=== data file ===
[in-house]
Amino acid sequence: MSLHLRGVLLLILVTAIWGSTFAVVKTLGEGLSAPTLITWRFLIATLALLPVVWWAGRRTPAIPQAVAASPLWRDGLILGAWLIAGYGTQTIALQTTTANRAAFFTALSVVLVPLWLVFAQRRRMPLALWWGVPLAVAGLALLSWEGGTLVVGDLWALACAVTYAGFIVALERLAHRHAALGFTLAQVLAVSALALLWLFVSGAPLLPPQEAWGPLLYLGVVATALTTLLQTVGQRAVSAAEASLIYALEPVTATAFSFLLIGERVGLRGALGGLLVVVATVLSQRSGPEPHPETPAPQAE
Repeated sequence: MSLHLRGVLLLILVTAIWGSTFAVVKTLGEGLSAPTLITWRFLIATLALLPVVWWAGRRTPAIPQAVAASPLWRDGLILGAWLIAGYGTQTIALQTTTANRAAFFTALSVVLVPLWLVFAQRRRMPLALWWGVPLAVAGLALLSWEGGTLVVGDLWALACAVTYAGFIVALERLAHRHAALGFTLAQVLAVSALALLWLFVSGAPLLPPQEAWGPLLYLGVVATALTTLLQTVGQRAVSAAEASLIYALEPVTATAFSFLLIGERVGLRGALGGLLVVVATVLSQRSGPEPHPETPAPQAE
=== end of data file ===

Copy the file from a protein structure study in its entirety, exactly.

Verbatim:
[in-house]
Amino acid sequence: MSLHLRGVLLLILVTAIWGSTFAVVKTLGEGLSAPTLITWRFLIATLALLPVVWWAGRRTPAIPQAVAASPLWRDGLILGAWLIAGYGTQTIALQTTTANRAAFFTALSVVLVPLWLVFAQRRRMPLALWWGVPLAVAGLALLSWEGGTLVVGDLWALACAVTYAGFIVALERLAHRHAALGFTLAQVLAVSALALLWLFVSGAPLLPPQEAWGPLLYLGVVATALTTLLQTVGQRAVSAAEASLIYALEPVTATAFSFLLIGERVGLRGALGGLLVVVATVLSQRSGPEPHPETPAPQAE
Repeated sequence: MSLHLRGVLLLILVTAIWGSTFAVVKTLGEGLSAPTLITWRFLIATLALLPVVWWAGRRTPAIPQAVAASPLWRDGLILGAWLIAGYGTQTIALQTTTANRAAFFTALSVVLVPLWLVFAQRRRMPLALWWGVPLAVAGLALLSWEGGTLVVGDLWALACAVTYAGFIVALERLAHRHAALGFTLAQVLAVSALALLWLFVSGAPLLPPQEAWGPLLYLGVVATALTTLLQTVGQRAVSAAEASLIYALEPVTATAFSFLLIGERVGLRGALGGLLVVVATVLSQRSGPEPHPETPAPQAE